ugg bailey button bomber Food4Me project final conference webinars
Who we areWhat’s in foodProteinsFatsCarbohydratesFibre and starchesSugarsVits minsBioactivesIngredientsSaltSweetenersAdditivesFood safetyContaminantsMicrobiologicalChemicalRisk communicationSafe food handlingGood hygiene practicesCookingFood wasteRegulationCollaborationEU projectsActive projectsPast projectsNetworkConsumer researchPublications
Professor Mike Gibney
University College Dublin, Ireland
Mike Gibney is professor of food and health at University College Dublin (UCD), Ireland. He took up this post in 2006 after having worked in the Department of Clinical Medicine at Trinity College Dublin as professor of human nutrition since 1984. Prior to that, he worked at Southampton University Medical School, UK, as a lecturer in human nutrition. From 1973 to 1976 he worked as a teaching fellow at the University of Sydney Veterinary School, Australia, where he attained his PhD. Mike served as president of the Nutrition Society from 1994 to 1997. His laboratory based research is focussed on the application of metabolomic technologies to human nutrition. She has 30 years of teaching experience and is in charge at the undergraduate and graduate levels in biochemistry and physiology of human nutrition. She studied nutritional sciences at Justus Liebig University in Giessen and received her doctorate in 1982 and qualified as a lecturer in biochemistry of human nutrition in 1989. Hannelore has worked at the University of Glasgow, UK, and spent three years at the School of Medicine in Pittsburgh, US. Her research is guided by better understanding of how mammals adopt metabolism to changes in the nutritional environment. Hannelore employs all omics technologies and studies worms, mice and humans. She is a member of the German Academy of Sciences, various advisory bodies, supervisory boards and associations.
Does personalised nutrition work? The Food4Me intervention study
Professor John Mathers
Newcastle University, UK
John Mathers is a professor of human nutrition and director of the Human Nutrition Research Centre, Newcastle University, UK. He has a PhD in nutrition from the University of Cambridge, UK, and he leads the Proof of Principle study of the Food4Me project. His work focusses on ageing and the development of age related diseases including cancer and dementia. This area of his work includes the design and testing of lifestyle based interventions to help people age better and the development of biomarkers of healthy ageing. She previously worked in the health care unit of a public relations agency before starting her PhD in June 2012. She holds a BSc and MSc degree in nutritional sciences and her master’s thesis is on molecular nutritional medicine. In the Food4Me project, Silvia is involved in the proof of principle study in Germany, working on project management, data analysis and algorithm development. Her research interests include genetic epidemiology, nutritional science and health informatics.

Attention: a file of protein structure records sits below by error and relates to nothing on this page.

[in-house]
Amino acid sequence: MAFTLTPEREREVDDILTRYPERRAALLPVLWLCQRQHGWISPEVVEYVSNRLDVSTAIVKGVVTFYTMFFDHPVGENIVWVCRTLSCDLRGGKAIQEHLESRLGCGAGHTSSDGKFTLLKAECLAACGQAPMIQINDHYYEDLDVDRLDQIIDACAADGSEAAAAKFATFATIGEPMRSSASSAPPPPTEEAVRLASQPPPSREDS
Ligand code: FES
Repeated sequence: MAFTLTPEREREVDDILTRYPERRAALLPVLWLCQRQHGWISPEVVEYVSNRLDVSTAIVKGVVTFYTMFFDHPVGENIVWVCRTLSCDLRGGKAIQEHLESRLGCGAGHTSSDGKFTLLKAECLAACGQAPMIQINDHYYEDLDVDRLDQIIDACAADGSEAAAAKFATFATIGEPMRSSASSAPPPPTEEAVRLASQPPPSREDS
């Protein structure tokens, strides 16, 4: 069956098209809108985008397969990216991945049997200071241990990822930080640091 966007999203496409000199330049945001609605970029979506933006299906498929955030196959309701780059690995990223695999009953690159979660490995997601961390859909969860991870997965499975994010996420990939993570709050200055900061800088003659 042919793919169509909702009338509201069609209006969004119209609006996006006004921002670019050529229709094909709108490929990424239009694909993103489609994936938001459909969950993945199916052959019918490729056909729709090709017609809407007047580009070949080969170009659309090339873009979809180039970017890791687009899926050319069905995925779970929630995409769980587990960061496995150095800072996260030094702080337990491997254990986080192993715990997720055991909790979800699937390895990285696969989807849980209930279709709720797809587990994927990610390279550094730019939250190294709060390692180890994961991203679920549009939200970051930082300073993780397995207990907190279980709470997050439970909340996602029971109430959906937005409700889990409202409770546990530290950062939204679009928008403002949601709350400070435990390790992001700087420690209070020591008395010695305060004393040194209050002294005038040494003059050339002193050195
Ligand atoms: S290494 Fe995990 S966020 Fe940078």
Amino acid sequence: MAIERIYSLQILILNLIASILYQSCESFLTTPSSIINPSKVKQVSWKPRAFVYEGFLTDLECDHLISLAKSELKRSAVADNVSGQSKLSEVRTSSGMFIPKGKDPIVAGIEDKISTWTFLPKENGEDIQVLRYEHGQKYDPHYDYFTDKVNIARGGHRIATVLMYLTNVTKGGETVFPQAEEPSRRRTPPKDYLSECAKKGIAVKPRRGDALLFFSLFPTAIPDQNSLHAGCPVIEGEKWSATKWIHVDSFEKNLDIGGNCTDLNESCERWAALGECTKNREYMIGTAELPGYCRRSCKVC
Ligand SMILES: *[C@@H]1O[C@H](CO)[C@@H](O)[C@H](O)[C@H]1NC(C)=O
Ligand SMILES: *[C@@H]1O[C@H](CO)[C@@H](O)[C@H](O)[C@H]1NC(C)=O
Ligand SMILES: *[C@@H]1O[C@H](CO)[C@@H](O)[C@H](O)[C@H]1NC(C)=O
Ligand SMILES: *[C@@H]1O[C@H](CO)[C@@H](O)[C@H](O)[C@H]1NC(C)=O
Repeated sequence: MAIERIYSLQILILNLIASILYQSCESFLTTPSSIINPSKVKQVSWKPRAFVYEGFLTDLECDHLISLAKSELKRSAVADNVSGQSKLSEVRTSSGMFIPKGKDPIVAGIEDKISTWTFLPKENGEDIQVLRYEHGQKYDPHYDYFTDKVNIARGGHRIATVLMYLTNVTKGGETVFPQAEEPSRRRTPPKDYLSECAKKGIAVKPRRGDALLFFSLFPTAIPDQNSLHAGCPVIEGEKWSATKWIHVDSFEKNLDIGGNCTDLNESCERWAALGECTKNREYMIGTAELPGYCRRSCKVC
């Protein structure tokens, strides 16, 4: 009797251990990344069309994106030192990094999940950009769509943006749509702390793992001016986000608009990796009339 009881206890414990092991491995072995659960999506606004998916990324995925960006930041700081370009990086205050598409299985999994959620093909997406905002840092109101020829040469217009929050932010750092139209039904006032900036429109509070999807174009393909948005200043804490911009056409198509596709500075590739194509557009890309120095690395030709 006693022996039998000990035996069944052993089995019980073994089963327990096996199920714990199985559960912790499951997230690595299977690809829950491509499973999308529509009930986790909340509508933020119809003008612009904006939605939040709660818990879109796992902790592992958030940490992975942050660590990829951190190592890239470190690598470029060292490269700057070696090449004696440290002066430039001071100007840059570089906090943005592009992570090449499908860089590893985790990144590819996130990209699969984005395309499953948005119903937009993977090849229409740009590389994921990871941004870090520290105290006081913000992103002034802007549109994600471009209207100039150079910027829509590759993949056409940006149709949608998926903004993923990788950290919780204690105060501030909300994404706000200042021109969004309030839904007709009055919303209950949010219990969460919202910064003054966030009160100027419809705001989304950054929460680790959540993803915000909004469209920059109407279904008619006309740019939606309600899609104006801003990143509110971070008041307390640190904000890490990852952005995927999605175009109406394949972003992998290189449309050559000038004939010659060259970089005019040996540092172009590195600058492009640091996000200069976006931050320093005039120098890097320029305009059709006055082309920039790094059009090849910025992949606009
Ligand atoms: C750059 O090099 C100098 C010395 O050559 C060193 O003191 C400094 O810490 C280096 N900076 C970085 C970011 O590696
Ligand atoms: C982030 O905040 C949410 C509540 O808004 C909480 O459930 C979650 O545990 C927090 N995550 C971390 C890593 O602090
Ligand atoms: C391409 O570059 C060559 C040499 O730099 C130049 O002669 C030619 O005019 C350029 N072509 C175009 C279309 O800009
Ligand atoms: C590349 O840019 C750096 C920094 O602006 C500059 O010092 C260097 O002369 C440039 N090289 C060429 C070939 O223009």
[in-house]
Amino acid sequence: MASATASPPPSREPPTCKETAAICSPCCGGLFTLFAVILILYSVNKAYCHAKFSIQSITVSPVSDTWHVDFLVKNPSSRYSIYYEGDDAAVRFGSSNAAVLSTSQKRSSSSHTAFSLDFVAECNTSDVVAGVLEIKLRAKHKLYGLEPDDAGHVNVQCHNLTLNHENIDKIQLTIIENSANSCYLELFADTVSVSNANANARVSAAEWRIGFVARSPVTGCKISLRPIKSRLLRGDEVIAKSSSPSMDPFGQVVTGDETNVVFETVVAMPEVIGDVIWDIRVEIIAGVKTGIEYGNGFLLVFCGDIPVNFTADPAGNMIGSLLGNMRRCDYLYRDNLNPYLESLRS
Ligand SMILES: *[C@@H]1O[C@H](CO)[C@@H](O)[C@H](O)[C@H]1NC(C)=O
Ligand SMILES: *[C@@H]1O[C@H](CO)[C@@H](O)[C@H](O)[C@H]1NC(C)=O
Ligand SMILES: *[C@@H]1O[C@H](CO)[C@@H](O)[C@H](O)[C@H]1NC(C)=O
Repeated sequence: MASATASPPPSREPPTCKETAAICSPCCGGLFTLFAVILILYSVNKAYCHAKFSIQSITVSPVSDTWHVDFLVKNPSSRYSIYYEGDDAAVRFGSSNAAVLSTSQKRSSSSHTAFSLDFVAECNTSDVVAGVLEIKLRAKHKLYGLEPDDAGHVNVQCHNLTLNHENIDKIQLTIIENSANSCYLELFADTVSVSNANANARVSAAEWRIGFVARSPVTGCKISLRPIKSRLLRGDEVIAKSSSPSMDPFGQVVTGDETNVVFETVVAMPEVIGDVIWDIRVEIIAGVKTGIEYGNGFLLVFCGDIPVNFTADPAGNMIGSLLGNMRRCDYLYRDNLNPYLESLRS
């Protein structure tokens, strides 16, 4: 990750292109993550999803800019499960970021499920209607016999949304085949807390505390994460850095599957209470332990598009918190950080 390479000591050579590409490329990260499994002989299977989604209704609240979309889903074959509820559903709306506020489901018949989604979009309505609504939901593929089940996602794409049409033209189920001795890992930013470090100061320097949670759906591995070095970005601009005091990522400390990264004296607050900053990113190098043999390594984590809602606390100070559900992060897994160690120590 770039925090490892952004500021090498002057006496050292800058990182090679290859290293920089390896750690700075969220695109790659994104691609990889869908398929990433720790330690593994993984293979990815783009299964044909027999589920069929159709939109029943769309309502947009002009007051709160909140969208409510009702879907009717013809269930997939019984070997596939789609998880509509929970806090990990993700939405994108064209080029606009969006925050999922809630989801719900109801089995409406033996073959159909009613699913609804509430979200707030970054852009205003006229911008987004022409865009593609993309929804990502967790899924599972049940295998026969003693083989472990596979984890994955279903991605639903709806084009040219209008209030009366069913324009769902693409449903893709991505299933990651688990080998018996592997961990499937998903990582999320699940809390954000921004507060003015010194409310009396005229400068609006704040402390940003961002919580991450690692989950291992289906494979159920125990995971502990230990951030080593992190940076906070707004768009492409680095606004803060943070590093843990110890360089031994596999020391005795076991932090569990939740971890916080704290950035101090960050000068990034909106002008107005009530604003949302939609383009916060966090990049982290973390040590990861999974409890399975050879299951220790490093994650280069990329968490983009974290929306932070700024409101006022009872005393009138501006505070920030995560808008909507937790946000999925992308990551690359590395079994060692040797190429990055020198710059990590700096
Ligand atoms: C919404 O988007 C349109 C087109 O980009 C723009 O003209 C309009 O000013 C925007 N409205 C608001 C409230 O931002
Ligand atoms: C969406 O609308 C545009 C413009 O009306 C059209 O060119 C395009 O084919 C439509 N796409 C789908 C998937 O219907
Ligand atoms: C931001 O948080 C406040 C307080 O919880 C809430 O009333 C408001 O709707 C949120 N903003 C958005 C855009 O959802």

Attitudes to personalised nutrition
Professor Lynn Frewer
Newcastle University, UK
Lynn Frewer is currently professor of food and society at Newcastle University, UK, and has a background in psychology. Previously, she was professor of food safety and consumer behaviour at the University of Wageningen in the Netherlands and head of the Consumer Science Group at the Institute of Food Research in the UK. Lynn’s research interests focus on understanding societal and individual responses to both risks and benefits; in particular, linked to the agri food sector. Her current research activities include understanding how people make decisions about the risks and benefits associated with different dietary choices, and how to develop effective communication about these issues. This includes understanding citizens‘ attitudes to emerging technologies such as nanotechnology and developing best practice in stakeholder and citizen consultation linked to risk governance. Other research activities include research directed towards understanding the impact of legislative changes on food chain actors as well as the broad socio economic impact of some important public health issues.